They concluded that the people facing a third strike were less likely to reoffend than those only facing a second. By Roodman’s estimate, this meant that “each 10% increase in prospective sentence reduced arrests 1.2%” — a modest but significant effect.

Roodman, however, opted to replicate the study. He found a big problem: The groups being compared were not exactly similar. In particular, there was a critical error in one of the study’s tables that underestimated the prior arrests for the one-strike group. “[I]f the two-strikers came into the study with fewer priors, we don’t need deterrence to explain why they were arrested less after,” Roodman noted. (Tabarrok didn’t push back on the findings, saying in a statement that Roodman’s review of the evidence is “a monumental effort that stands as a model for future reviews not just in the economics of crime but in all social science.”)

One study on mandatory minimum sentences seemed to suggest that there was a deterrence effect to more incarceration similar to what the Helland-Tabarrok study originally found. But when Roodman replicated this other study with some tweaks to the methodology, he again found problems — essentially, the findings seemed to be statistically insignificant.

This demonstrates the state of the evidence: Perhaps there was some deterrence effect, but the research has so many caveats that it’s hard to say just how big that effect is. Still, it seems fairly small.

“My synthesis of the evidence is that at current policy margins, making incarceration sentences longer or more likely hardly deters crime,” Roodman wrote.

Incapacitation almost surely reduces crime

Another study that Roodman looked at — and replicated — was a decades-old piece by economist Steven Levitt that looked at whether prison overcrowding lawsuits, which could force states to essentially empty out their prisons, had an effect on crime. The thinking was that these arbitrary, often sudden changes in incarceration levels could provide a natural experiment of sorts to see how much incapacitation affected crime levels.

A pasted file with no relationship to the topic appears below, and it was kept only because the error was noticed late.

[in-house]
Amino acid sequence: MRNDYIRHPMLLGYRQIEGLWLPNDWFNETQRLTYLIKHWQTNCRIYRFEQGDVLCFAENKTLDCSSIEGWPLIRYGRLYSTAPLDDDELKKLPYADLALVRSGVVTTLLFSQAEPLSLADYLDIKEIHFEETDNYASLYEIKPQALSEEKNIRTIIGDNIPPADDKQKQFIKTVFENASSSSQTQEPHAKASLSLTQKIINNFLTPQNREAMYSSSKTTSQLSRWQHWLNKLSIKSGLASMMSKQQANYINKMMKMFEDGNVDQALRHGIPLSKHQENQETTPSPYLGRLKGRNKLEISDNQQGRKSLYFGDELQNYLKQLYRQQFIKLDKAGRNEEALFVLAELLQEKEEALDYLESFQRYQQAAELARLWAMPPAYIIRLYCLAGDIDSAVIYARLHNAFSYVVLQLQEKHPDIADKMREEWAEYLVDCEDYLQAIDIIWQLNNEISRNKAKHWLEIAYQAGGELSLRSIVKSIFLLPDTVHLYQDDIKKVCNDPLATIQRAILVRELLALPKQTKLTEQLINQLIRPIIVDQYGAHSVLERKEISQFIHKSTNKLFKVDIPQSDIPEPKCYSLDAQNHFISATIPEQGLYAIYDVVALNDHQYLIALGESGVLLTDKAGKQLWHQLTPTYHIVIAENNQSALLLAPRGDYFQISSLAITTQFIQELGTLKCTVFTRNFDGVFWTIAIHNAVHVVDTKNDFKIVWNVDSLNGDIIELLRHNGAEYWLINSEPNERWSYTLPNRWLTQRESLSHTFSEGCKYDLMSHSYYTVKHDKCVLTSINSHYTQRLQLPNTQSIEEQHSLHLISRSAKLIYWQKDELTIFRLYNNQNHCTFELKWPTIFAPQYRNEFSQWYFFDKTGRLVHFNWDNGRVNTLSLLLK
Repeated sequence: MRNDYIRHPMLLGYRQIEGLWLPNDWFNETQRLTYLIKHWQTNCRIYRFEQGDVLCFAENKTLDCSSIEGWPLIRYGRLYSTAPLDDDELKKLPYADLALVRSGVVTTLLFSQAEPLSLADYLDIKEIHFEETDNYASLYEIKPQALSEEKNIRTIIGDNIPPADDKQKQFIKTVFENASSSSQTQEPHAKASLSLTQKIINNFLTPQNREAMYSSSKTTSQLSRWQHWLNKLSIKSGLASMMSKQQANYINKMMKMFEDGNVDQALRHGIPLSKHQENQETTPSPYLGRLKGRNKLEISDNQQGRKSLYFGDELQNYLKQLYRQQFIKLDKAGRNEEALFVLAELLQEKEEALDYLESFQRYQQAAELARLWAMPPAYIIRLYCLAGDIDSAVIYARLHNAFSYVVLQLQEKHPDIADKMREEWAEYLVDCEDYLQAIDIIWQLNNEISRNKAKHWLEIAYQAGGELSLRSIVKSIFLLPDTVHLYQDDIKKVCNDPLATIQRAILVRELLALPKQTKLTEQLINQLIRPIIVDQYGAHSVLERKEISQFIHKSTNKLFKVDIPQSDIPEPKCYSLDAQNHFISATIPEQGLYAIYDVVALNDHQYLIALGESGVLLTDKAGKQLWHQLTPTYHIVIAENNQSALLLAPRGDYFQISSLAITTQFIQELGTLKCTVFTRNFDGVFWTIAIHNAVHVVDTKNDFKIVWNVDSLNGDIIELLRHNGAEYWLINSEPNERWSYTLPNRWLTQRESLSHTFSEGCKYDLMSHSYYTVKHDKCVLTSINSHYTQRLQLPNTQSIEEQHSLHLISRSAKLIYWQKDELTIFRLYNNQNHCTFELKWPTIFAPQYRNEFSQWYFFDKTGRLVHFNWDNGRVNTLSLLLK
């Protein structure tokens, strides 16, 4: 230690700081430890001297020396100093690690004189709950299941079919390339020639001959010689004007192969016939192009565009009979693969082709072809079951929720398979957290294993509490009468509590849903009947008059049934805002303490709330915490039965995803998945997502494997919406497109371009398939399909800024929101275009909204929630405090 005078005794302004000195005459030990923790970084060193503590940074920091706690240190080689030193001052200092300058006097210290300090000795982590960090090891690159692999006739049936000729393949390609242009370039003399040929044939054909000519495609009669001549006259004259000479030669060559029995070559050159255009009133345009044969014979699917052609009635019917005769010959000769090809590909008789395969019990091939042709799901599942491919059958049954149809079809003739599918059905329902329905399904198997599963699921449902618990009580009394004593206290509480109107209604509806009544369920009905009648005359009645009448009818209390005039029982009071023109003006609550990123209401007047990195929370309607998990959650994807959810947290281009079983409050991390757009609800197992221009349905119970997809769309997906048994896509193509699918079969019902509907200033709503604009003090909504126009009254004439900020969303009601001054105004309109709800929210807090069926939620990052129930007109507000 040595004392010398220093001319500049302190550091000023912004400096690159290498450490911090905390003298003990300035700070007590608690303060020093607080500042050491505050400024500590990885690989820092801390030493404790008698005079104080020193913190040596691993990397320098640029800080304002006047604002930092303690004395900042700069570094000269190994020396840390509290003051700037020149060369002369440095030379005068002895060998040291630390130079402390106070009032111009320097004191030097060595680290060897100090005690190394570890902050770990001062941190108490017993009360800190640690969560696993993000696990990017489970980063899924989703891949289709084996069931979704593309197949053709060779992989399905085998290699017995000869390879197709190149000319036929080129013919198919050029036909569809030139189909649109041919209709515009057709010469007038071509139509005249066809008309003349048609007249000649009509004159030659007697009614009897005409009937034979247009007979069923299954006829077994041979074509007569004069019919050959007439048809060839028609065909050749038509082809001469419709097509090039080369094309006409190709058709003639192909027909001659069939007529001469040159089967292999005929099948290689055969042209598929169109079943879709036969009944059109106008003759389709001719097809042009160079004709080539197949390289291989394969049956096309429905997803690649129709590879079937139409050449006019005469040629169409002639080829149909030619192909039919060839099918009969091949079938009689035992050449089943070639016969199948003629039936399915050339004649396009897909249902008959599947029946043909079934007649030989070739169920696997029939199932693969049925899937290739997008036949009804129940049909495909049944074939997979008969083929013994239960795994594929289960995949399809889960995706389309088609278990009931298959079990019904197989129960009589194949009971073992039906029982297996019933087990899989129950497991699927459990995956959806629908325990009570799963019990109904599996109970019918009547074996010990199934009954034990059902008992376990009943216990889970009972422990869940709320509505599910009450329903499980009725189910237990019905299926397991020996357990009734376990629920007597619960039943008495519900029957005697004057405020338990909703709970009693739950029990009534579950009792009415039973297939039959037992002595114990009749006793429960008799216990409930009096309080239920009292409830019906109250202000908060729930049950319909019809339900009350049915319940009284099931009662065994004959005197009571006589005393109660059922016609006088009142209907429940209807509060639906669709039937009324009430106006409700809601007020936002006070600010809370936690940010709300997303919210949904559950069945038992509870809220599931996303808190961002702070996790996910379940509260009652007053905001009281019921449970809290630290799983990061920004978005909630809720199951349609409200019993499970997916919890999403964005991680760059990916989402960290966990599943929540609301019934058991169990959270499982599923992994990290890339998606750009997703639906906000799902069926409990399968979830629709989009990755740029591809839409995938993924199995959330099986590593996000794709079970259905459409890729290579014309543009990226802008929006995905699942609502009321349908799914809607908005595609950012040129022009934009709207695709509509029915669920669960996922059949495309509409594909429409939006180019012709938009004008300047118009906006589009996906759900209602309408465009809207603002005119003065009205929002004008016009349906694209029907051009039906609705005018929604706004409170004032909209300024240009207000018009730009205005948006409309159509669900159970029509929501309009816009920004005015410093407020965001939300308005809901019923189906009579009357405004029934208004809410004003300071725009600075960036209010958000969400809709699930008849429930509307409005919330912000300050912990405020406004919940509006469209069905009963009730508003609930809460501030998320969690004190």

Roodman noted, “His bottom line says that a person who avoided prison because of a judge’s orders to limit overcrowding committed an average of 1.2 police-reported violent crimes and 6.7 police-reported property crimes in that first year of freedom.”

Roodman raised some technical concerns with the study, but he reconstructed it to apply newer methods since the study was published. He found that the original conclusions were right, with some caveats:

I conclude that Levitt is more likely right than wrong: sudden, litigation-spawned slowdowns in prison growth may well have increased crime one year later, while counterpart growth spurts reduced crime. But “more likely right than wrong” is as certain as I can get. For when I apply more conservative methods that combat potential sources of bias and false precision, the margins of error on the impact estimates greatly widen.

The rest of the research generally backs this conclusion, although the studies, which span from California to Italy, vary on just how big of an impact incapacitation has. One big caveat is that some of the research suggests there might be diminishing returns to incapacitation — since as you lock up more and more people, you’re less likely to nab people who are actually likely to reoffend. That might be why, say, the Netherlands and Italy see substantial effects from incarceration, but the US, which has much higher incarceration rates than either of those countries, doesn’t.

Drawing on a replication of the California numbers in particular, Roodman wrote, “Each person-year of averted incarceration causes essentially no change in violent crime but leads in the short run to 1.5 burglaries, 1.2 motor vehicle thefts, and 4.0 other thefts.”

That might sound pretty bad for proponents of criminal justice reform. But Roodman makes a convincing argument that these increases are outweighed by the aftereffects of prison.

Prison’s aftereffects likely leave someone more likely to commit crime

There are essentially two sides to the aftereffects: On the positive, prison can cause someone to be less likely to reoffend — by giving people a bad experience that they do not want to go through again, by connecting them with job training or addiction treatment, and so on. On the negative, prison can lead to more criminality — by connecting inmates to social networks of people in gangs or other criminal activity, or by making it much harder to get a legal job due to a criminal record.